clock menu more-arrow no yes mobile

Filed under:

It’s Easy To Defend The Decision To Let Xander Go — It’s Much Harder To Defend The Red Sox

The Red Sox don’t overpay for players anymore . . . but they also don’t have elite players anymore.

Boston Globe

It’s very easy to defend the Red Sox decision to let Xander Bogaerts walk if you want to. Even I — a person so upset about all of this that I just recorded a podcast that opens with freaking Taps — can do it. Watch:

  • Xander Bogaerts is on the wrong side of 30 and already clearly in decline. His slugging percentage has dropped four years in a row.
  • $280 million over 11 years?? Are you &%*(%)^^$% kidding me??
  • Xander Bogaerts is already a below-average defensive short stop, and likely won’t be playable at the position at all in a season or two. His statistical improvement on defense this season was largely the result of positional shifting, which will be against the rules next year.
  • Are you a &^%$ with a @#$%^ in your %^&*???? $280 million for 11 years!!
  • If the Red Sox are going to sign a big-money shortstop, they might as well sign Carlos Correa, who is two years younger than Xander and has a better glove.
  • 11 years is (*&^$%^&*(%## insane! You’d have to be a %**($$@@$( who (*&%$##$ their *^&@%*^$ to think that’s a good idea!
  • The two smartest teams in baseball, the Dodgers and Astros, whom the Red Sox are trying to emulate, would never give such a big deal to a 30-year-old. We’ve already seen the Astros let George Springer, Justin Verlander, Gerrit Cole, and Carlos Correa walk. The Dodgers have let Cory Seager, Trea Turner, Manny Machado, Max Scherzer, Hyun-Jin Ryu, and Yu Darvish walk. Smart teams just don’t give out these massive deals.
  • (*&^$#$&*(#% $280 million, for &#@&^%@# 11 &%$@ years!!!

Likewise, you can defend the trade of Mookie Betts and the failure to extend Rafael Devers on similar grounds. In each of these cases, the big-money contracts already earned by Betts and Bogaerts — and the one that’s likely to be earned by Devers — will one day be considered (by some people, anyway) to be bad value contracts for the team that gives them out, and no team can maintain sustainable success by making a habit of giving out bad value contracts.

This, more or less, has been Chaim Bloom’s entire team-building philosophy since Day One. He searches out distressed assets and players who, for one reason or another, are likely to outperform the strict dollar amount of their contacts. He signs a star infielder coming off his worse season. He trades for a AAAA player with elite plate discipline. He turns a career-year by a one-dimensional outfielder into an opportunity to buy prospects.

He’s pretty good at this! But, as I’ve often repeated, you don’t win a trophy by assembling the team that spends the least amount of money per WAR. You win a trophy by, simply, assembling a great team. You win a trophy by assembling talent.

In that respect, let’s examine Chaim Bloom’s tenure and figure out how he’s done at assembling organizational talent.

There’s no cut-and-dry way to do this. Talent is hard to measure, and numerous factors go into every personnel decision. But let’s start with some basic measuring sticks: fWAR for established Major Leaguers, and projections for prospects. Here’s a table reflecting (1) the players on the 2019 Red Sox who, per their three-year fWAR average, were classified as solid starters or above according to FanGraph’s definitions; and (2) minor leaguers in the Red Sox system who were classified as at least 5’s on’s projections (5 being the cut-off for an average regular):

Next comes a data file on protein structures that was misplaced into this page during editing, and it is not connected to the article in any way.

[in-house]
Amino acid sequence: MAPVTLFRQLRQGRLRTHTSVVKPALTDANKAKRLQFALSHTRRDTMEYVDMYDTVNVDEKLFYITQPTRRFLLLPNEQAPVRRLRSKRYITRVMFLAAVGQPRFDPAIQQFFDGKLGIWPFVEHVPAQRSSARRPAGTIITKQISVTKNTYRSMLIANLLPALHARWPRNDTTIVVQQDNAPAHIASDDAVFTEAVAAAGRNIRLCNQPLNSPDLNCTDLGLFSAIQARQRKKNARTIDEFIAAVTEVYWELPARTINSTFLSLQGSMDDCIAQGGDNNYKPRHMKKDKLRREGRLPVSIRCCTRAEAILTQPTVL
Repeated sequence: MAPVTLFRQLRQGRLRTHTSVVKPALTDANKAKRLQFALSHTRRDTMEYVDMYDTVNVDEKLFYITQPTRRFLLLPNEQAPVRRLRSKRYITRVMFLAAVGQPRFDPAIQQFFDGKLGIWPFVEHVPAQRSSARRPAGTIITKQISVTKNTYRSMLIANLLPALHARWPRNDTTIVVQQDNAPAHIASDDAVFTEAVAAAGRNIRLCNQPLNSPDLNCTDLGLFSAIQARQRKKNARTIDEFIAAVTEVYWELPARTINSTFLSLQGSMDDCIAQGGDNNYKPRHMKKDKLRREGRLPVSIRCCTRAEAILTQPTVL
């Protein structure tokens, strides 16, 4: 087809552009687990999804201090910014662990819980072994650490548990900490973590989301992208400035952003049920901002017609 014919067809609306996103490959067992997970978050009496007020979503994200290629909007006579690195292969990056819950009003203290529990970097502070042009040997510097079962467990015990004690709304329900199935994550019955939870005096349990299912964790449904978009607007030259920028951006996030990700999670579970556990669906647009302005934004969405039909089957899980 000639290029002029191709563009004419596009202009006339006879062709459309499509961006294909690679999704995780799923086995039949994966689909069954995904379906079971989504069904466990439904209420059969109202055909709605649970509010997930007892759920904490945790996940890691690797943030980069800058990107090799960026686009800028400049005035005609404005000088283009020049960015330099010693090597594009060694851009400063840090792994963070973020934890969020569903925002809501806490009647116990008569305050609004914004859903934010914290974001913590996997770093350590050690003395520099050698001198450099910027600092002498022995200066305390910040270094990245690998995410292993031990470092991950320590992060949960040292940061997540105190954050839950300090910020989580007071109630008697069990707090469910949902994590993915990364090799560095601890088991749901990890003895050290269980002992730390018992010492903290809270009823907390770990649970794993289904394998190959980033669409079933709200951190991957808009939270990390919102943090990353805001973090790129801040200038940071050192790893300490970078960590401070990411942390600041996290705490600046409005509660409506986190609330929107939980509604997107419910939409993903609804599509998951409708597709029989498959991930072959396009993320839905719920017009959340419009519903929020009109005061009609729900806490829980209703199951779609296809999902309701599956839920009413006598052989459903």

And here’s what the Red Sox look like today (I used the two-year fWAR averages for this one, to account for the shortened 2020 season):

So. . yeah. That’s, uhh, not great.

Admittedly, this is an imprecise method and there are a number of caveats that should be considered here. For one thing, Chris Sale does not appear on the second table at all, as he’s produced just 1 total fWAR over the last two seasons. But we all know about his injury history, and it’s reasonable to assume that, while he’s highly unlikely to regain his superstar form at this point in is career, he’s probably at least in the Good Player category, if healthy (similar caveats apply to Garrett Whitlock). Further, the Soxprospects’ projections lean conservative. After the success he showed last September, Bello should probably be considered at least a Good Player, with a ceiling of an All-Star, and Mayer and Casas have All-Star ceilings as well (though it also should be said that, though he wasn’t projected as a 5 at the time, and, thus, isn’t listed on the 2019 table, Bello was already in the Red Sox organization in 2019). And the biggest caveat of all, of course, is that the offseason is not yet over. If the Red Sox add Kodai Senga and Carlos Correa (lolz) then the second table suddenly looks a lot better.

But one thing is pretty clear: from top-to-bottom, there is a lot less talent in the Red Sox organization today than there was on the day that Chaim Bloom took over.

Red Sox ownership and Chaim Bloom seem determined to never again give out a “bad contract,” whatever that may mean. They seem determined to find value, to build on the margins, to win every transaction. They are good at this. And it’s easy, then, to defend every particular transaction Bloom has made — including the decision to let Xander walk.

But at this point, as an overarching strategy, it is a total failure. The drive to never overspend has left the organization filled with smartly-acquired players, but almost no elite talent to speak of.

Every day, the 2018 World Series title slips further into the past. Unfortunately, the Red Sox don’t appear to be any closer to the next one.